The increasing concentration of CO2 in the atmosphere is a health problem and we should do what we can to reduce it. But, to use global warming as an excuse is very lame.

The Kyoto Protocol will do nothing to reduce CO2 emissions. More than half of the world is exempt from the controls of the protocol and with the free flow of capital and global competition in manufacturing, the production of electricity and other products that use energy will migrate from those countries adhering to the protocol to those that have no restrictions. Can't you see a string of electrical power plants on the Mexican side of the Rio Grande, expelling untold, unregulated tons of pollutants into the United States while furnishing the U.S. with the power it needs to keep growing? Can't you see the manufacturing labor force, who now complains of plants being relocated overseas, really being put out of work because of heavy industry's move to China or India or South America?

Finally, I find most distressing Mr. Bashline's dismissal of Dr. Seitz's work, not on its merits (or lack thereof) but simply because his work was financed by a "far right" organization. The arrogance of this dismissal, apparently without even reviewing the work, is not only non-scientific, it is typical of those who, when confronted with a message they disapprove of, attack the messenger, rather than refute the message.

If you review the Internet site of Dr. Seitz's report, you will find several things. First, he has a list of 19,200 scientists that agree with him, of which 2,380 are physicists, geophysicists, climatologists, meteorologists, oceanographers, and environmental scientists. Another 4,963 are chemists, biochemists, biologists, and other life scientists. Of the 19,200, 16,800 have qualifications for the evaluation of research data. Truly a "vast right wing conspiracy!" Second, most of the data he uses is from sources over which he has no control. It is available to anyone who wants to make an analysis. I am sure that if Mr. Bashline reviewed this material at, even he might agree that not all information from someone of a different political persuasion is not necessarily false.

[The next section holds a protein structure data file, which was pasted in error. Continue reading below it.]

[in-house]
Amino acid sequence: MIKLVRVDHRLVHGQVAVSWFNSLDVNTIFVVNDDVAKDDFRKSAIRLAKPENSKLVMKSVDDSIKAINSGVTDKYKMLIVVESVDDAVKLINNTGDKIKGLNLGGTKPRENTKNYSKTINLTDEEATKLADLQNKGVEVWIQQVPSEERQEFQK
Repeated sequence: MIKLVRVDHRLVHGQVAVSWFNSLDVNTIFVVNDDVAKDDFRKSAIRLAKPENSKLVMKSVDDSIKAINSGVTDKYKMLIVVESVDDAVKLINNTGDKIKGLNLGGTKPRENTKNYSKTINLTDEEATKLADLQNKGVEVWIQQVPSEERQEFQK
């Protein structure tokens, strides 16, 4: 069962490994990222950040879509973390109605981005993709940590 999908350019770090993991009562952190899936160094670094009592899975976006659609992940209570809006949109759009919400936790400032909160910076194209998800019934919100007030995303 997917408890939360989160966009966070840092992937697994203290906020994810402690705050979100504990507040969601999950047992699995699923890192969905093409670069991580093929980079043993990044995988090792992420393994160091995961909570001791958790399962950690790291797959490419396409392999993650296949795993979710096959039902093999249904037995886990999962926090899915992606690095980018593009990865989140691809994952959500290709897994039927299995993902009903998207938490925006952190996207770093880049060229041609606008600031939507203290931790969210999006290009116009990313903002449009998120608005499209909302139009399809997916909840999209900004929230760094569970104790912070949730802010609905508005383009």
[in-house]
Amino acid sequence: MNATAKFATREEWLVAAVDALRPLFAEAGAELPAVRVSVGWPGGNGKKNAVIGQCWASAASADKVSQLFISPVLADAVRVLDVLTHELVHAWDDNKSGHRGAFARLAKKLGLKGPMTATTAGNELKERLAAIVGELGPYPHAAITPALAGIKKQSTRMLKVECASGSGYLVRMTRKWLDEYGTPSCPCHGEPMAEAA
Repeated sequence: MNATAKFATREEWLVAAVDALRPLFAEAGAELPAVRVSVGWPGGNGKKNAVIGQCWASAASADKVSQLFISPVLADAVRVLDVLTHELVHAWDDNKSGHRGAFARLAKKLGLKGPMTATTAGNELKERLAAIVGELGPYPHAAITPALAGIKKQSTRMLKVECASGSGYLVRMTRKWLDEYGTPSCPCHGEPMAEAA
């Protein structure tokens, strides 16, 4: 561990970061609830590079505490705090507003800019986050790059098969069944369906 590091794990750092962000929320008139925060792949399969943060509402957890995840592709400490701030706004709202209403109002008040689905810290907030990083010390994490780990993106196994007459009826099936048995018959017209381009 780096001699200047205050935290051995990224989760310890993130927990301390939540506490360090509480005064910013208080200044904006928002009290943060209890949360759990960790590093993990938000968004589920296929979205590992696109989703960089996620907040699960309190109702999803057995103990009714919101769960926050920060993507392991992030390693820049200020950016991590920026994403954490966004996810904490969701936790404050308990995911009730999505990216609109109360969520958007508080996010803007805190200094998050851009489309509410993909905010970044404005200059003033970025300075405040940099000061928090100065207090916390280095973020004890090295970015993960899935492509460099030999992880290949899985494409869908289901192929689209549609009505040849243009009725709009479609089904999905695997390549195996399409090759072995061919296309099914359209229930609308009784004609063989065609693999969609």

I have much more to say on this subject, but will wait for a future time. For example, there is the whole argument that if the Kyoto Protocol is adopted, it will benefit those who wish to humble the U.S. (within and without) without reducing CO2 emissions.

My only wish at this time is that Mr. Bashline would look at the facts and not resort to name-calling as a way of proving his point, whatever it is.

Darrell W. Ehlert, FCAS

Bashline Responds

My point was that actuaries should not let politics prevent them from seeing an issue such as global warming in its scientific context. Obviously, there is a wide range of possible outcomes for the world's climate, and I am not rejecting any arguments for political or any other reasons. I am only arguing that we as actuaries should be able to evaluate these on their scientific merits without talking about Stalin's geneticist and the like. I didn't think I resorted to name calling (except for calling Fred "Fred"). If Mr. Ehlert is referring to my characterization of the Scaife Foundation as "far right," I stand by it.

Donald T. Bashline, FCAS

Editor's Note: The Actuarial Review staff would be happy to hear from readers on the global warming issue or any other issues. Send your letters to the Editor, Actuarial Review, in care of the CAS Office.